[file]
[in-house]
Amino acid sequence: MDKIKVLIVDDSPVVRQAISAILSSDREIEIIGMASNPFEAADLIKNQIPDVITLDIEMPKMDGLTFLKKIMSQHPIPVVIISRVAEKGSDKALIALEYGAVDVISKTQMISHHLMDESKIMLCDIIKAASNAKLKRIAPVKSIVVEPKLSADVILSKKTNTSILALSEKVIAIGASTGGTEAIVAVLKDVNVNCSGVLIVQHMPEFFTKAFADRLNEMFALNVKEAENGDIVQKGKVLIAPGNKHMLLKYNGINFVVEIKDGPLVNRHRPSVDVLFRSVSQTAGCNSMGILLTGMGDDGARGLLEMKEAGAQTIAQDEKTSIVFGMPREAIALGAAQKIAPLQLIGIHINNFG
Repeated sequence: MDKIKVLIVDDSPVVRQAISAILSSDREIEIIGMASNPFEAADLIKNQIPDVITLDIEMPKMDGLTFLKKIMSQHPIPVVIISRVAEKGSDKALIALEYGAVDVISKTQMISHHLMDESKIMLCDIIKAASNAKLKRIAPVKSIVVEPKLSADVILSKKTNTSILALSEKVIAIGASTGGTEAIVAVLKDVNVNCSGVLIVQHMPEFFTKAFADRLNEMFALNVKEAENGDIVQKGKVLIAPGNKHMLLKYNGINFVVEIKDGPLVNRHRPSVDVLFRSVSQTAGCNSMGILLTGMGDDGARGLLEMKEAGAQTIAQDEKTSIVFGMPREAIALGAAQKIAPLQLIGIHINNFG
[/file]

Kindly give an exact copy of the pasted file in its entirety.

[in-house]
Amino acid sequence: MDKIKVLIVDDSPVVRQAISAILSSDREIEIIGMASNPFEAADLIKNQIPDVITLDIEMPKMDGLTFLKKIMSQHPIPVVIISRVAEKGSDKALIALEYGAVDVISKTQMISHHLMDESKIMLCDIIKAASNAKLKRIAPVKSIVVEPKLSADVILSKKTNTSILALSEKVIAIGASTGGTEAIVAVLKDVNVNCSGVLIVQHMPEFFTKAFADRLNEMFALNVKEAENGDIVQKGKVLIAPGNKHMLLKYNGINFVVEIKDGPLVNRHRPSVDVLFRSVSQTAGCNSMGILLTGMGDDGARGLLEMKEAGAQTIAQDEKTSIVFGMPREAIALGAAQKIAPLQLIGIHINNFG
Repeated sequence: MDKIKVLIVDDSPVVRQAISAILSSDREIEIIGMASNPFEAADLIKNQIPDVITLDIEMPKMDGLTFLKKIMSQHPIPVVIISRVAEKGSDKALIALEYGAVDVISKTQMISHHLMDESKIMLCDIIKAASNAKLKRIAPVKSIVVEPKLSADVILSKKTNTSILALSEKVIAIGASTGGTEAIVAVLKDVNVNCSGVLIVQHMPEFFTKAFADRLNEMFALNVKEAENGDIVQKGKVLIAPGNKHMLLKYNGINFVVEIKDGPLVNRHRPSVDVLFRSVSQTAGCNSMGILLTGMGDDGARGLLEMKEAGAQTIAQDEKTSIVFGMPREAIALGAAQKIAPLQLIGIHINNFG